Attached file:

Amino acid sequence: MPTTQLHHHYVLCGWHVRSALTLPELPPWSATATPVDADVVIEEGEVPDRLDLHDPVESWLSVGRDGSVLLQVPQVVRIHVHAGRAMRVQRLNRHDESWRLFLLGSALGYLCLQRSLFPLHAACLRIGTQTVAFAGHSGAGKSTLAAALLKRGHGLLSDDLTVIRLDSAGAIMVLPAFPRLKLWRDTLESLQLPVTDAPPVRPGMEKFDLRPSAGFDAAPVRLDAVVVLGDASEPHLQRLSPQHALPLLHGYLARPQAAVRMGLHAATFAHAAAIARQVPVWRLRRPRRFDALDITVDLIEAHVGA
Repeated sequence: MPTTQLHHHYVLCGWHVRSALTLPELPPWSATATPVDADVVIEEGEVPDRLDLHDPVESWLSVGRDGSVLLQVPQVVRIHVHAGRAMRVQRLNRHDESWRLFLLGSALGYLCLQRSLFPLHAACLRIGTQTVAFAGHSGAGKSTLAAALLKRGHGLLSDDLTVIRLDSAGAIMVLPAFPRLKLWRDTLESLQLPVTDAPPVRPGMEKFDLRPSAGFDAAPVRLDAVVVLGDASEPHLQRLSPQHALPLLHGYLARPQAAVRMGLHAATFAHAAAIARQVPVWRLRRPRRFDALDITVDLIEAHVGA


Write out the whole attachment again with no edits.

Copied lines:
Amino acid sequence: MPTTQLHHHYVLCGWHVRSALTLPELPPWSATATPVDADVVIEEGEVPDRLDLHDPVESWLSVGRDGSVLLQVPQVVRIHVHAGRAMRVQRLNRHDESWRLFLLGSALGYLCLQRSLFPLHAACLRIGTQTVAFAGHSGAGKSTLAAALLKRGHGLLSDDLTVIRLDSAGAIMVLPAFPRLKLWRDTLESLQLPVTDAPPVRPGMEKFDLRPSAGFDAAPVRLDAVVVLGDASEPHLQRLSPQHALPLLHGYLARPQAAVRMGLHAATFAHAAAIARQVPVWRLRRPRRFDALDITVDLIEAHVGA
Repeated sequence: MPTTQLHHHYVLCGWHVRSALTLPELPPWSATATPVDADVVIEEGEVPDRLDLHDPVESWLSVGRDGSVLLQVPQVVRIHVHAGRAMRVQRLNRHDESWRLFLLGSALGYLCLQRSLFPLHAACLRIGTQTVAFAGHSGAGKSTLAAALLKRGHGLLSDDLTVIRLDSAGAIMVLPAFPRLKLWRDTLESLQLPVTDAPPVRPGMEKFDLRPSAGFDAAPVRLDAVVVLGDASEPHLQRLSPQHALPLLHGYLARPQAAVRMGLHAATFAHAAAIARQVPVWRLRRPRRFDALDITVDLIEAHVGA